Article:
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In 2004, The Incredibles brought superheroes into the world of 3D animation in an event film that seemed like it would usher in a new age of superheroics. Yet, in the years since, superheroes have taken over the live-action space, while 3D animated films in the genre have been few and far between.
That’s what makes 2018 noteworthy, as it has two major 3D animated superhero films: Incredibles 2 and Spider-Man: Into the Spider-Verse. But it’s the latter that represents perhaps the biggest step within the 3D style since 2004, as well as the biggest reason for further exploration.
From the animated acrobatics of action sequences to simply even Miles Morales (Shameik Moore) walking through a Brooklyn neighborhood, the film is brimming with hypnotic color and dynamic motion in ways that live-action superhero films simply could not. Producers Phil Lord and Chris Miller, and directors Bob Persichetti, Peter Ramsey, and Rodney Rothman are reaching into comic book worlds.
The stories that can be told with 3D animated films are just one aspect of what makes them different than their live-action counterparts. Consider 2017’s The Lego Batman Movie. Its style opened up the opportunity to tell a more comedic, satirical story. The Dark Knight trilogy and the Tim Burton Batman films have doses of humor that worked. But with Batman in Lego form, director Chris McKay was able to poke fun at various aspects of Batman, such as his backstory, his relationship with villains and even his previous depictions in film. While Christopher Nolan digs into the darkness of the obsession between The Joker and Batman, McKay exploits that obsession for comedy, as the 3D animation allows for a clear subtext that a live-action film wouldn’t get into and — for the silliness of it all — can also land visually.
While Zack Snyder’s Batman v. Superman: Dawn of Justice offers a rather dark version of Batman shut off from the world, paranoid and fearful, McKay plays that solitude to a comedic extreme, isolating Batman so intensely — for example, through the absurdity of how Wayne Manor and the Batcave are envisioned in animation — until the story becomes a clear deconstruction of toxic masculinity. In a way, 3D animation brings Batman back down to the basics, bringing the property to a self-aware, self-deprecating perspective.
On a similar level, plenty of Spider-Man films have been organically comedic due to the nature of Peter Parker, an awkward teenager. Sam Raimi’s Spider-Man and Spider-Man 2 make use of classic high school story tropes (though Peter is largely in college in these films). And Spider-Man: Homecoming is a sort of contemporary update on that influence.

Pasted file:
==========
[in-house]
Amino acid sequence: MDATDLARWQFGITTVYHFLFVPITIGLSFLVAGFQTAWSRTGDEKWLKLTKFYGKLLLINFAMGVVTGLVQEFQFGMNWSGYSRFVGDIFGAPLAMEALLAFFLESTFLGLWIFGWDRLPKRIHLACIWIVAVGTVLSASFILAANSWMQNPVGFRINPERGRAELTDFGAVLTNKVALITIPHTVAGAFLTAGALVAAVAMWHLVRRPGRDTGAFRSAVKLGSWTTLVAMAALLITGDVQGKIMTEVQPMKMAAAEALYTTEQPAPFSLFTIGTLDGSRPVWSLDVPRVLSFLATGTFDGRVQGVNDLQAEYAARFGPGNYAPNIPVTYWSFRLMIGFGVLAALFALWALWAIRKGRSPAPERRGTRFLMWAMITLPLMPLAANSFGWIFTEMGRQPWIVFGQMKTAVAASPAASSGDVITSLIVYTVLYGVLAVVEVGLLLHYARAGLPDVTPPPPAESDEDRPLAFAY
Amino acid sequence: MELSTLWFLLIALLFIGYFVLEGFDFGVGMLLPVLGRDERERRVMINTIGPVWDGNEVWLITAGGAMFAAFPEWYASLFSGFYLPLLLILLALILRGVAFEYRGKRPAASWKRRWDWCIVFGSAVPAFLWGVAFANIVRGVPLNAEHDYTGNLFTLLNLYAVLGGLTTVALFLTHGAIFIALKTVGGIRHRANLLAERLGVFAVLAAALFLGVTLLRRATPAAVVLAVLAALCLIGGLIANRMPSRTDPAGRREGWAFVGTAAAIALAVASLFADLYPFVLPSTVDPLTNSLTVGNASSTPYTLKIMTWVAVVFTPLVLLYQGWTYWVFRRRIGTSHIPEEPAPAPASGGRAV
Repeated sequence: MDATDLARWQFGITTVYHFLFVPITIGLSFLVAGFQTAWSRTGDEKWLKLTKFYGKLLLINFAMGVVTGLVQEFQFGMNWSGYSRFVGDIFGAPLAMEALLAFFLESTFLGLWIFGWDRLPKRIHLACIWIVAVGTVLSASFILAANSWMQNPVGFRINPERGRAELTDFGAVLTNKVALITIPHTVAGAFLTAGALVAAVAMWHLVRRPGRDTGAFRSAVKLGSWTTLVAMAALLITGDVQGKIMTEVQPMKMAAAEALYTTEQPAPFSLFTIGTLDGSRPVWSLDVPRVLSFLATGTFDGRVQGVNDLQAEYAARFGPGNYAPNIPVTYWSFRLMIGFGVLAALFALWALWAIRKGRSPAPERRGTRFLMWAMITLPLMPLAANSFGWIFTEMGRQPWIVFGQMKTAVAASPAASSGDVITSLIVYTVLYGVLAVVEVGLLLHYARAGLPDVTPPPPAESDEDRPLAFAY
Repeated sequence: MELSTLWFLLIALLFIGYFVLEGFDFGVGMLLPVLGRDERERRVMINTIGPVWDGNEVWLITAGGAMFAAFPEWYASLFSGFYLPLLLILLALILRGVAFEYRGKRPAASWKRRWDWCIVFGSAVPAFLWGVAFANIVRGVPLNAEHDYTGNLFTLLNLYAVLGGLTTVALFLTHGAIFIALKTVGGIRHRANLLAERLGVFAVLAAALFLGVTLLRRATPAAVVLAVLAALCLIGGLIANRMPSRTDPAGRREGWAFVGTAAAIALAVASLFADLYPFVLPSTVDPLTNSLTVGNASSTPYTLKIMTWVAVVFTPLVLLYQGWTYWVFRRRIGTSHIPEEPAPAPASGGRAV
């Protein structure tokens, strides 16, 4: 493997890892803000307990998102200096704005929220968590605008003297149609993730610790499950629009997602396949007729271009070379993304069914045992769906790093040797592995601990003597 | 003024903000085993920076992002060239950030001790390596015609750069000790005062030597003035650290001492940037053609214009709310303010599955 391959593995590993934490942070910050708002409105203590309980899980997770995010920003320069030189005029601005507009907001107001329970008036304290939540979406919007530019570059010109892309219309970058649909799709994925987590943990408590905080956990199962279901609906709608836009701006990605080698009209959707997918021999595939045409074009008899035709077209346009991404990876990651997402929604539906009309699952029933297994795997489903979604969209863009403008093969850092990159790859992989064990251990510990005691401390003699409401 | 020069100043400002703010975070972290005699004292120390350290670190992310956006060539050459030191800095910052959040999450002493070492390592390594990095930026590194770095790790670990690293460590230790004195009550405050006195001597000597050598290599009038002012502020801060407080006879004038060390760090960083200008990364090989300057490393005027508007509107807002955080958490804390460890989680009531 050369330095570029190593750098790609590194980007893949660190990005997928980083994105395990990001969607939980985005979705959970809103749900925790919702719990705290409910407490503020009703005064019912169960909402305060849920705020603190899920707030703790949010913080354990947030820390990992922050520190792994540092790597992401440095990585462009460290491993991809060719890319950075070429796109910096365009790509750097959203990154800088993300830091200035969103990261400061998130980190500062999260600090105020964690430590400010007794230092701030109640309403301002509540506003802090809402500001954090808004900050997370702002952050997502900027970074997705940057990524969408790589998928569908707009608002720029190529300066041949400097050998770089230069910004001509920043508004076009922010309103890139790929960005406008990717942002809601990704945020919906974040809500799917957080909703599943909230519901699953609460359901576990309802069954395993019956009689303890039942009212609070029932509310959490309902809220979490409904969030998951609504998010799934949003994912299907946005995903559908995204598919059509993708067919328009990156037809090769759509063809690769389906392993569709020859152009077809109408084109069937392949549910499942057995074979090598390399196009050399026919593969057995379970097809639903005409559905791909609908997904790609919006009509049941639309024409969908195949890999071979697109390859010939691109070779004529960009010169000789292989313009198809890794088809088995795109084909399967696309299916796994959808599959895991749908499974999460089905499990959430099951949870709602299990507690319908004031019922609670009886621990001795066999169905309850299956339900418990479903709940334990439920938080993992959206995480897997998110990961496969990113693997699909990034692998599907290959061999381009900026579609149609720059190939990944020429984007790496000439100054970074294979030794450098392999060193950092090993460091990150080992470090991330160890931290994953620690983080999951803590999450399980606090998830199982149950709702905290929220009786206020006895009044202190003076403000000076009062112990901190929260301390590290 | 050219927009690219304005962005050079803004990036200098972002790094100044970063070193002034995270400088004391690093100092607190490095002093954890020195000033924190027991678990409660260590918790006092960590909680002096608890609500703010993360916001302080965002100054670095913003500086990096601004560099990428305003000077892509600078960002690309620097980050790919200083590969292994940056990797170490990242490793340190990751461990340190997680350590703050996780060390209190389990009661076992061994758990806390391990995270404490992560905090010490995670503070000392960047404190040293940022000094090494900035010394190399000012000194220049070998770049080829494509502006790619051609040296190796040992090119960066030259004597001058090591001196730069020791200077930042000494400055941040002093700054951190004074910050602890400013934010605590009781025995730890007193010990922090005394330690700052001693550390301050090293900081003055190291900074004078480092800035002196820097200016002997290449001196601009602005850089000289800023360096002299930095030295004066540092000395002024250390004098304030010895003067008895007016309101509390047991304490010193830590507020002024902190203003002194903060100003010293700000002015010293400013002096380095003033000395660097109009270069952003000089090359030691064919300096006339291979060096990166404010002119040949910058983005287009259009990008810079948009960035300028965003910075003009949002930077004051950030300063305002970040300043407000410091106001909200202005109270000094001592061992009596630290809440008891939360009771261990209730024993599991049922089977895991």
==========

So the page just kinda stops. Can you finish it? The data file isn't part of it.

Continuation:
But Spider-Verse does nearly the same thing that The Lego Batman Movie does, in that it strips down the character of Peter Parker to his basics in order to portray him in a self-aware, self-deprecating way. The film goes so far with that to a point where Peter, now an aging slob, is no longer the main character, because he doesn’t need to be.
And just as the film flashes absurdity, it extends the drama of Spider-Man in a new way. Spider-Man films have always been about growing up and maturing, about confronting a world with new responsibilities to consider. But Spider-Man: Into the Spider-Verse amplifies that. Peter Parker has faced immense hardship in films time and time again, but his perspective has remained that of a kid. Just as Spider-Verse pokes fun at Peter Parker, it simultaneously brings him across the threshold into a true adult perspective, especially the idea of having to look after someone for the first time — his young protege Miles.
The presence of all of the Spider heroes drives home the idea that anyone can wear the mask. That doesn’t take away from Miles’ story, though. It’s all those masks that make the coming-of-age journey of Miles Morales more powerful, as he learns and grows to a point where he can teach Peter lessons of his own.
The 3D animation of Spider-Verse introduces a Spider-Man not seen in film before. Miles’ creativity involves hip-hop and street art, things the animation renders wondrously larger than life, particularly a scene where Miles graffitis a subway wall with his uncle. While the live-action films feel limited in the scope of style they can depict, Spider-Verse infuses that creativity (and the emotions that come with it) into how Miles’ Spider-Man is edited and animated — exemplified by the upside-down wide shot of Miles jumping off of a building. In this film, anyone can wear the mask because anyone can be heroic, and Miles is a new kind of hero.
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